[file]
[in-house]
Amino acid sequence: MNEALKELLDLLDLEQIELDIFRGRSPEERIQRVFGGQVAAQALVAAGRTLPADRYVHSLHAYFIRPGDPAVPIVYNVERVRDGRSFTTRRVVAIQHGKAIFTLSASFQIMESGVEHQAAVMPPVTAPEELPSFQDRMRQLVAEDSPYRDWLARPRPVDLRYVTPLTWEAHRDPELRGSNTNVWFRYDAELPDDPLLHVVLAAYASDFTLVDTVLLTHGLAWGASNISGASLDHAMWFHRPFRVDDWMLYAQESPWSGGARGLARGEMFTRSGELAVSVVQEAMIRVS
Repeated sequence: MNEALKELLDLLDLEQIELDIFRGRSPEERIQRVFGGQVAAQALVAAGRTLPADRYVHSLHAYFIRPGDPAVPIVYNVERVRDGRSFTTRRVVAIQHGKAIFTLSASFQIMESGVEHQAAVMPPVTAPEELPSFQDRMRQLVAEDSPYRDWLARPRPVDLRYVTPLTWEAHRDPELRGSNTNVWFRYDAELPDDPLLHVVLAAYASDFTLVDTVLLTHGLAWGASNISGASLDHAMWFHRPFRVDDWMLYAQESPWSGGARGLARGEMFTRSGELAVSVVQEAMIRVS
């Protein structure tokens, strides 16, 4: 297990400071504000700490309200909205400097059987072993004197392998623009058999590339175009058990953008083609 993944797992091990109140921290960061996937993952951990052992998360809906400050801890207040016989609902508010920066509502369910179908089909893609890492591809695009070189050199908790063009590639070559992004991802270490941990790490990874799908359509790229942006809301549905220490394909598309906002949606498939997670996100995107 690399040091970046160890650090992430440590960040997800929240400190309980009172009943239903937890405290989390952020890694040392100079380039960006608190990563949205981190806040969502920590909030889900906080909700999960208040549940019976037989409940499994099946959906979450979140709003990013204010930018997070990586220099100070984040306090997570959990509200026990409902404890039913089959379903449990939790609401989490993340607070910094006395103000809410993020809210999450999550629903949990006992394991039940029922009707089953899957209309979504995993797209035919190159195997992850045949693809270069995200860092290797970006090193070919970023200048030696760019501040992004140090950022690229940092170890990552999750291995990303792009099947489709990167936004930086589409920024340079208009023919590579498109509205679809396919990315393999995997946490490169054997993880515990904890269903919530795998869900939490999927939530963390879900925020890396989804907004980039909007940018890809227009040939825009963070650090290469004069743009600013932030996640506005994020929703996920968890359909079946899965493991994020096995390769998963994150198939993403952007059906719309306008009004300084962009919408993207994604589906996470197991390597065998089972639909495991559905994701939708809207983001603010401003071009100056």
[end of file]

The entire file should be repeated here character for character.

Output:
[in-house]
Amino acid sequence: MNEALKELLDLLDLEQIELDIFRGRSPEERIQRVFGGQVAAQALVAAGRTLPADRYVHSLHAYFIRPGDPAVPIVYNVERVRDGRSFTTRRVVAIQHGKAIFTLSASFQIMESGVEHQAAVMPPVTAPEELPSFQDRMRQLVAEDSPYRDWLARPRPVDLRYVTPLTWEAHRDPELRGSNTNVWFRYDAELPDDPLLHVVLAAYASDFTLVDTVLLTHGLAWGASNISGASLDHAMWFHRPFRVDDWMLYAQESPWSGGARGLARGEMFTRSGELAVSVVQEAMIRVS
Repeated sequence: MNEALKELLDLLDLEQIELDIFRGRSPEERIQRVFGGQVAAQALVAAGRTLPADRYVHSLHAYFIRPGDPAVPIVYNVERVRDGRSFTTRRVVAIQHGKAIFTLSASFQIMESGVEHQAAVMPPVTAPEELPSFQDRMRQLVAEDSPYRDWLARPRPVDLRYVTPLTWEAHRDPELRGSNTNVWFRYDAELPDDPLLHVVLAAYASDFTLVDTVLLTHGLAWGASNISGASLDHAMWFHRPFRVDDWMLYAQESPWSGGARGLARGEMFTRSGELAVSVVQEAMIRVS
């Protein structure tokens, strides 16, 4: 297990400071504000700490309200909205400097059987072993004197392998623009058999590339175009058990953008083609 993944797992091990109140921290960061996937993952951990052992998360809906400050801890207040016989609902508010920066509502369910179908089909893609890492591809695009070189050199908790063009590639070559992004991802270490941990790490990874799908359509790229942006809301549905220490394909598309906002949606498939997670996100995107 690399040091970046160890650090992430440590960040997800929240400190309980009172009943239903937890405290989390952020890694040392100079380039960006608190990563949205981190806040969502920590909030889900906080909700999960208040549940019976037989409940499994099946959906979450979140709003990013204010930018997070990586220099100070984040306090997570959990509200026990409902404890039913089959379903449990939790609401989490993340607070910094006395103000809410993020809210999450999550629903949990006992394991039940029922009707089953899957209309979504995993797209035919190159195997992850045949693809270069995200860092290797970006090193070919970023200048030696760019501040992004140090950022690229940092170890990552999750291995990303792009099947489709990167936004930086589409920024340079208009023919590579498109509205679809396919990315393999995997946490490169054997993880515990904890269903919530795998869900939490999927939530963390879900925020890396989804907004980039909007940018890809227009040939825009963070650090290469004069743009600013932030996640506005994020929703996920968890359909079946899965493991994020096995390769998963994150198939993403952007059906719309306008009004300084962009919408993207994604589906996470197991390597065998089972639909495991559905994701939708809207983001603010401003071009100056």